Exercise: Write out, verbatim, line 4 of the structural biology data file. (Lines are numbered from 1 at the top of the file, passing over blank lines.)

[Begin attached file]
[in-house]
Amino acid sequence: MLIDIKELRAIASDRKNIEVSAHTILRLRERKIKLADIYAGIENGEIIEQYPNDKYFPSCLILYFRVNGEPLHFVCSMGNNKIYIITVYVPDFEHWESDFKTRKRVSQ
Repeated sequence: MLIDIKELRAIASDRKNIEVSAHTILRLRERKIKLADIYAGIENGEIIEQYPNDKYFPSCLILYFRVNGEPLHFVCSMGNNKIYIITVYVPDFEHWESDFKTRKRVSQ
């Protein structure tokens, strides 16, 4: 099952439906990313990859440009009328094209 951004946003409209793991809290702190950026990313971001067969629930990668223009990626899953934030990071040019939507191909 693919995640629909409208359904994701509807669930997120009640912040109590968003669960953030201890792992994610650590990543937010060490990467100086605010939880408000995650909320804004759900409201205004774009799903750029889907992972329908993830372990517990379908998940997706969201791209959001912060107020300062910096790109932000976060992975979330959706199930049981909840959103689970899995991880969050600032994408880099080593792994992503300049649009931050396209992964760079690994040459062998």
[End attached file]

């Protein structure tokens, strides 16, 4: 099952439906990313990859440009009328094209 951004946003409209793991809290702190950026990313971001067969629930990668223009990626899953934030990071040019939507191909 693919995640629909409208359904994701509807669930997120009640912040109590968003669960953030201890792992994610650590990543937010060490990467100086605010939880408000995650909320804004759900409201205004774009799903750029889907992972329908993830372990517990379908998940997706969201791209959001912060107020300062910096790109932000976060992975979330959706199930049981909840959103689970899995991880969050600032994408880099080593792994992503300049649009931050396209992964760079690994040459062998």